Marriage is a sacred undertaking. It is from the time of Prophet Adam (A.S) that marriage has been an important act in one’s life and is one of the main decisions. In Islam men and women are encouraged to enter into marriage in order to build a righteous family. Marriage, as a social institution, is essentially a civil contract. And as a civil contract it rests on the same footing as other contracts. Its validity depends on the capacity of the contracting parties, which according to Islamic law, consist in having maturity (bulugh) and discretion. Mutual consent and public declaration of the marriage contract are its essentials. The law does not insist on any particular form in which this contract is entered into or on any specific religious ceremony, although there are different traditional forms prevalent amongst the Muslims in different parts of the world. In principle it has been stressed that marriage should take place publicly. Other members of the society should know of this development. Normally, the Nikah (contract of marriage) takes place at a social gathering where members of both the families and other friends and relatives gather. In the Nikah-sermon the persons known as Qazi in the light of Holy Quran and Sunnah invite the spouses to a life of God-consciousness, purity, mutual love and loyalty and social responsibility. As far as the Shariah is concerned, the validity of the marriage depends on proposition on one side (ijab) and acceptance (qubul) on the other. This offer and the acceptance can take place directly between the parties, or through an agent (Wakil). In a traditional Muslim marriage, the bride’s consent is procured through her representative. Normally there are atleast two witnesses to this matrimonial contract, entered into at a family ceremony. There is also a dower (mahr) which the husband pays to the wife and which is far her sole and exclusive use and benefit. After the consummation of marriage, the bridegroom holds a feast for the relatives and friends. The real purpose of these gatherings and feast is to make the events a social function and to let the society know of it and participate in it. The Holy Prophet (S.A.W) has recommended the people to hold this celebration with simplicity and to share each other’s joy. He (S.A.W) said, the best wedding is that upon which the least trouble and expense is bestowed. Islam is the only perfect way of life. It has not left any aspect of a man’s day-to-day life untouched and unguided. Holy Prophet Mohammad (S.A.W) said, Marriage is a part of my Sunnah. Whoever runs away from my path is not from amongst us (Ibn Majah). He (S.A.W) emphasizes the need to choose a righteous or religious partner in life in entering into family or marriage life. The Holy Prophet (S.A.W) says, A women is married for four things, i.e., her wealth, her family status, her beauty and her religion. So you should marry the religious women, otherwise you will be a loser (Bukhari 7/27). With righteous parents, children in the family learn the values of love and compassion, of sacrifice for others, of tolerance, mercy and kindness, and other virtuous or righteous deeds. It is the family that provides the most congenial and fulfillment of the development of human personality based on love and mercy. According to Holy Quran (30:21), And Amongst His signs is this, that He created for your mates from among yourselves, that you may dwell in tranquility with them, and He has put love and mercy between your (hearths). Verily in that are signs for those who reflect. Holy Prophet (S.A.W) said, when some one with whose religion and character you are satisfied ask your daughter in marriage, accede to his request. If you do not do so, there will be temptation on Earth and extensive corruption (Tirmidhi, 3090). The sign of a righteous women is that she obeys her husband in all matters that Islam has permitted to the best of her ability. Islam permits boy and girl to see each other also inquire about the character of each other who intend to marry. What, however, stands out prominently is that marriage in Muslim society is not merely a private arrangement between the husband and wife. For Muslims, Allah’s commandments are for the benefit of humanity. The Creator does not place any unrealistic burdens upon people but provides us with divine rules and guidance that are advantageous and beneficial to us all. Goodness comes from Allah and corruption on earth comes from human beings (Quran, 4:79). It is unfortunate that we have forgotten the right way of being married. The family is a part of the Islamic social order.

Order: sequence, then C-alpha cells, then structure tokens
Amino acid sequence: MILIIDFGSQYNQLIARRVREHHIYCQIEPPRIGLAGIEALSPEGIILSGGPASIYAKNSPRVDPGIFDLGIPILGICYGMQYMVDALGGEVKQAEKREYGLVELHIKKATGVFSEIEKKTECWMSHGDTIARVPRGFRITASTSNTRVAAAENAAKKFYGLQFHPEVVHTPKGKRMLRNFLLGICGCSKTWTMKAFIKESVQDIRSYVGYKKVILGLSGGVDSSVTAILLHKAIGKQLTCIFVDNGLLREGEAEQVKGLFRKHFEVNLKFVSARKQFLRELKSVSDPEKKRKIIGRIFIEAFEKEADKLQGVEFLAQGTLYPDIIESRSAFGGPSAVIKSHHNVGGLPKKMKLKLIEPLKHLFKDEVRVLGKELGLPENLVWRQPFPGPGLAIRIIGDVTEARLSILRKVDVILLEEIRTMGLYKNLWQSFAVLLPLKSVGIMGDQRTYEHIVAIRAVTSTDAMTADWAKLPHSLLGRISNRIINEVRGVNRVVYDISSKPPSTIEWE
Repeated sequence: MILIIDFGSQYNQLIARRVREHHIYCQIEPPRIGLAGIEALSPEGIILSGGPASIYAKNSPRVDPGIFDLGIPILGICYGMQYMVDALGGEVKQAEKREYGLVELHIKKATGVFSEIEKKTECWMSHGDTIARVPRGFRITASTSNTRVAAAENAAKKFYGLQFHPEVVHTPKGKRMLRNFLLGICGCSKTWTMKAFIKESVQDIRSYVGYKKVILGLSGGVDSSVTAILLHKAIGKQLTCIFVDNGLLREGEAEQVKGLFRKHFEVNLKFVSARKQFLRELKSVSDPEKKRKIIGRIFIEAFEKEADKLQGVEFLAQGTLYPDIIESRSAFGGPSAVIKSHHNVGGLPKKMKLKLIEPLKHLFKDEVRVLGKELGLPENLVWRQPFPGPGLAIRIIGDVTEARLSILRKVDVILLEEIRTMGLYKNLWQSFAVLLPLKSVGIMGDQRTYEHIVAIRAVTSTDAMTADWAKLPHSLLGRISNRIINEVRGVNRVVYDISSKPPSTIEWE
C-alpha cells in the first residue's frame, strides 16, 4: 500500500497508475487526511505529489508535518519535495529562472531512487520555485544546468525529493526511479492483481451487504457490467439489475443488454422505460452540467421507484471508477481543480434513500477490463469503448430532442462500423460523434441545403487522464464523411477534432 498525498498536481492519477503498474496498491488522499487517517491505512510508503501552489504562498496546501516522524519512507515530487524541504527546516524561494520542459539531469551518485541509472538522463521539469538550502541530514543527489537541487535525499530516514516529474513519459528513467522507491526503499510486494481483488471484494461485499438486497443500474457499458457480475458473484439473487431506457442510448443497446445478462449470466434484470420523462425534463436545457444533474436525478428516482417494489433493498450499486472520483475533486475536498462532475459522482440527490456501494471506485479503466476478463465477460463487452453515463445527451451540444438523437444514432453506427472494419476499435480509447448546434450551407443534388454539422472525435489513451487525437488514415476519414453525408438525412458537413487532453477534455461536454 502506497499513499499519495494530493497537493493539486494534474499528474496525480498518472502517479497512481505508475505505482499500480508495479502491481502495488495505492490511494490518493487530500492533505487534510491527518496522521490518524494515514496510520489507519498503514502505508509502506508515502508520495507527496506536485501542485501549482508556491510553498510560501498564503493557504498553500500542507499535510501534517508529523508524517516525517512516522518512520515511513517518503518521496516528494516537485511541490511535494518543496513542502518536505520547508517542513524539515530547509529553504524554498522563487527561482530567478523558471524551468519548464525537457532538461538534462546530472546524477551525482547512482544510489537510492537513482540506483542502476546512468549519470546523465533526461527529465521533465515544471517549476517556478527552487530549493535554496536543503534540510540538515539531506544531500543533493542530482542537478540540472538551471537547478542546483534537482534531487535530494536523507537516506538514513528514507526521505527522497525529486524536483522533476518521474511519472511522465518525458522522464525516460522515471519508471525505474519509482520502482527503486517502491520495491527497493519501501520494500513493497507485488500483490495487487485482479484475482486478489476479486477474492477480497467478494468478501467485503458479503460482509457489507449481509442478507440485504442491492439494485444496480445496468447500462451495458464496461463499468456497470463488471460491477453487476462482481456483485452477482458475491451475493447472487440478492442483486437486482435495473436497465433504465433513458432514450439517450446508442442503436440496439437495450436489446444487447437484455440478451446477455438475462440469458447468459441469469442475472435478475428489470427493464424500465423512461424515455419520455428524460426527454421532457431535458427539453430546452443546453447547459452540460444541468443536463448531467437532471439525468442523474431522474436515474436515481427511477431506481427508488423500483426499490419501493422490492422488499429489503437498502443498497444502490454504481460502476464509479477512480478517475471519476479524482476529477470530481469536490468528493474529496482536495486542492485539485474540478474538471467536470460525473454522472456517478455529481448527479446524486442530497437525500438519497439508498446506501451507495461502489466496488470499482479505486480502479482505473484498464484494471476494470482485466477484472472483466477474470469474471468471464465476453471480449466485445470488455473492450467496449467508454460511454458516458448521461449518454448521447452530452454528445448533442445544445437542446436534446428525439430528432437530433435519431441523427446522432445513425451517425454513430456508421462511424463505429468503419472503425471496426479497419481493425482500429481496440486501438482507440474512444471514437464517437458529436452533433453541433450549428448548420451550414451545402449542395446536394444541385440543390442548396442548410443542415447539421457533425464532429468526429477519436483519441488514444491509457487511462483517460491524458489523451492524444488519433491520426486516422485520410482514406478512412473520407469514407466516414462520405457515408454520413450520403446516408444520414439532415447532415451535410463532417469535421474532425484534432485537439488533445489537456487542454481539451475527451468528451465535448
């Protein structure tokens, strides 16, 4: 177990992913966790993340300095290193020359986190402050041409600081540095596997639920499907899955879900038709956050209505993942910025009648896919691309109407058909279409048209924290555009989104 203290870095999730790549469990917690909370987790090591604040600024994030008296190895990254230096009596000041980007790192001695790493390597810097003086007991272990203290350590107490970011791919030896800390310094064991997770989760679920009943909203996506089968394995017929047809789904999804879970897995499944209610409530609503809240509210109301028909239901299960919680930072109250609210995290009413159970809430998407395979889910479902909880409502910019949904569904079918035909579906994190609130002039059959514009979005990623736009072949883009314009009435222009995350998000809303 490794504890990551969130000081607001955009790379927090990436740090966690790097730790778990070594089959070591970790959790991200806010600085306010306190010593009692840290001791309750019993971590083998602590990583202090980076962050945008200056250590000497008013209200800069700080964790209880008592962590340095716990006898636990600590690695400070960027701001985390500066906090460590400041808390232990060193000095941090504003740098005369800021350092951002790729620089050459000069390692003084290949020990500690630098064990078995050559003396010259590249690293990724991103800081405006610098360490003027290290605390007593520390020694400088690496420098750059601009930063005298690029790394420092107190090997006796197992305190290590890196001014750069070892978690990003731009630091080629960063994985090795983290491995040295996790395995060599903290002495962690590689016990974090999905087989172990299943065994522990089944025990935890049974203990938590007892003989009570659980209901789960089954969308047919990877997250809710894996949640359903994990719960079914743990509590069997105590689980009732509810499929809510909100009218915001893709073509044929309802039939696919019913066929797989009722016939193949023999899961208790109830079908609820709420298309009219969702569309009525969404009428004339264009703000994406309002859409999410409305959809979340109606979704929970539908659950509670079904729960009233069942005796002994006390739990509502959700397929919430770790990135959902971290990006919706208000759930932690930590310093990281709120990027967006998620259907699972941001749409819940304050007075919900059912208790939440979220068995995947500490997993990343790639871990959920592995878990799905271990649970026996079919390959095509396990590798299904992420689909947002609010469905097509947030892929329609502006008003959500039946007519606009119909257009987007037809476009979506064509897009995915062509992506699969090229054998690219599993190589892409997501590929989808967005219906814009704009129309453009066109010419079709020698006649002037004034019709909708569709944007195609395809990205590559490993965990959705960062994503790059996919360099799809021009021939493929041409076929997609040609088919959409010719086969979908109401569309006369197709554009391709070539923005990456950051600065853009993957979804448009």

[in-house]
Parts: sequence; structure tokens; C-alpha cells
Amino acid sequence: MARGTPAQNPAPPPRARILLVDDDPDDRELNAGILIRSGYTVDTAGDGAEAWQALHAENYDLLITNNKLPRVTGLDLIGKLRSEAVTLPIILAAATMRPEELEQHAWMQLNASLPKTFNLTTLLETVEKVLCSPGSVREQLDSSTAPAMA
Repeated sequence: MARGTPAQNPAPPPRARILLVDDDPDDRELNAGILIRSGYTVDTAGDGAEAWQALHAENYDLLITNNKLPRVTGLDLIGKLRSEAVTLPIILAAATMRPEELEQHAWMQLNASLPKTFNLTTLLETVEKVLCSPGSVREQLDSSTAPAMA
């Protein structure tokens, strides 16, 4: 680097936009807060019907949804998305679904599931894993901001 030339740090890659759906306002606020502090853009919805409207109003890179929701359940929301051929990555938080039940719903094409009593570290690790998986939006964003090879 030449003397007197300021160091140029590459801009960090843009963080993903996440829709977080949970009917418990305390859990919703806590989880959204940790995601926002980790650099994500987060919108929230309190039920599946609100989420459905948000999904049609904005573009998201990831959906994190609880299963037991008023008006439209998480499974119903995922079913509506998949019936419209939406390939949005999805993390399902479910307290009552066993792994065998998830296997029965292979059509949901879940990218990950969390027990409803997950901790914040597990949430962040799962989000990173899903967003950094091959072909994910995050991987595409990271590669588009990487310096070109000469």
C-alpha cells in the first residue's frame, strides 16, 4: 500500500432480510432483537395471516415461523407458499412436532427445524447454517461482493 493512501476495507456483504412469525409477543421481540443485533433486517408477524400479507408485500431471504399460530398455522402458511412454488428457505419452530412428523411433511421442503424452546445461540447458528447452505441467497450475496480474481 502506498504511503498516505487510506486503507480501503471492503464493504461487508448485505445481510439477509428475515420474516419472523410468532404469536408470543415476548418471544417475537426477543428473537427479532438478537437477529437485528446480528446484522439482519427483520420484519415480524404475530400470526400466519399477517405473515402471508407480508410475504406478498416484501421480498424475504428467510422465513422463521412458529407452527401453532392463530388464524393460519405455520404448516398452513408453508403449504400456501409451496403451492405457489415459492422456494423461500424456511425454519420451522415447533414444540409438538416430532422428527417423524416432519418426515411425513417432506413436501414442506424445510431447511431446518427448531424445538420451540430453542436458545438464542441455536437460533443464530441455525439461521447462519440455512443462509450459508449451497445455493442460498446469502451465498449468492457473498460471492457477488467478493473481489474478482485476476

Prophet Mohammad (S.A.W) says, There is nothing more pleasing to Allah than the house where a marriage takes place, and nothing is more displeasing to him than the house where it is severed by divorce.